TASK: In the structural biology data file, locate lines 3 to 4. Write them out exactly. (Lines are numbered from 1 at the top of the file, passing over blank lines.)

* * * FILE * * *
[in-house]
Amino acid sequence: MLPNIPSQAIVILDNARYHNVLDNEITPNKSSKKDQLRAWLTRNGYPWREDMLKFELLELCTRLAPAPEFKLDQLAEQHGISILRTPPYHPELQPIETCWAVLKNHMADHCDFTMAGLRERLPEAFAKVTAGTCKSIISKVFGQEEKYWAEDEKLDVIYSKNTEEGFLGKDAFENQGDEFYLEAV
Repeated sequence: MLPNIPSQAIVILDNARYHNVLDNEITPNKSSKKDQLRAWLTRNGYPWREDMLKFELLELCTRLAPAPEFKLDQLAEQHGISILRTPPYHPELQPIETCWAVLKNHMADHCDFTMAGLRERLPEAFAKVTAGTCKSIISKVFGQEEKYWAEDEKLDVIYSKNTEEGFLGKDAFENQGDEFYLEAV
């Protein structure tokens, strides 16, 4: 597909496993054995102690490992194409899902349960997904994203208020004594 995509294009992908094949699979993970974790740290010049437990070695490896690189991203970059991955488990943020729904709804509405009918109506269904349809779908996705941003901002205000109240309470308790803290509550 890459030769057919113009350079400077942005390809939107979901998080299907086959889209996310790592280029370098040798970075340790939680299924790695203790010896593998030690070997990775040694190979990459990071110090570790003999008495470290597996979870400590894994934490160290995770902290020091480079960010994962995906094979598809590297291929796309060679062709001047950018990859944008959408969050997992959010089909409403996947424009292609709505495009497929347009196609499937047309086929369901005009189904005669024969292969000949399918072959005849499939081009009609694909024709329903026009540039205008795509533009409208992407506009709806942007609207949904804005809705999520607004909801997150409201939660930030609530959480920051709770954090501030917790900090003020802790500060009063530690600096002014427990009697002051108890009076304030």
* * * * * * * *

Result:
Repeated sequence: MLPNIPSQAIVILDNARYHNVLDNEITPNKSSKKDQLRAWLTRNGYPWREDMLKFELLELCTRLAPAPEFKLDQLAEQHGISILRTPPYHPELQPIETCWAVLKNHMADHCDFTMAGLRERLPEAFAKVTAGTCKSIISKVFGQEEKYWAEDEKLDVIYSKNTEEGFLGKDAFENQGDEFYLEAV
């Protein structure tokens, strides 16, 4: 597909496993054995102690490992194409899902349960997904994203208020004594 995509294009992908094949699979993970974790740290010049437990070695490896690189991203970059991955488990943020729904709804509405009918109506269904349809779908996705941003901002205000109240309470308790803290509550 890459030769057919113009350079400077942005390809939107979901998080299907086959889209996310790592280029370098040798970075340790939680299924790695203790010896593998030690070997990775040694190979990459990071110090570790003999008495470290597996979870400590894994934490160290995770902290020091480079960010994962995906094979598809590297291929796309060679062709001047950018990859944008959408969050997992959010089909409403996947424009292609709505495009497929347009196609499937047309086929369901005009189904005669024969292969000949399918072959005849499939081009009609694909024709329903026009540039205008795509533009409208992407506009709806942007609207949904804005809705999520607004909801997150409201939660930030609530959480920051709770954090501030917790900090003020802790500060009063530690600096002014427990009697002051108890009076304030």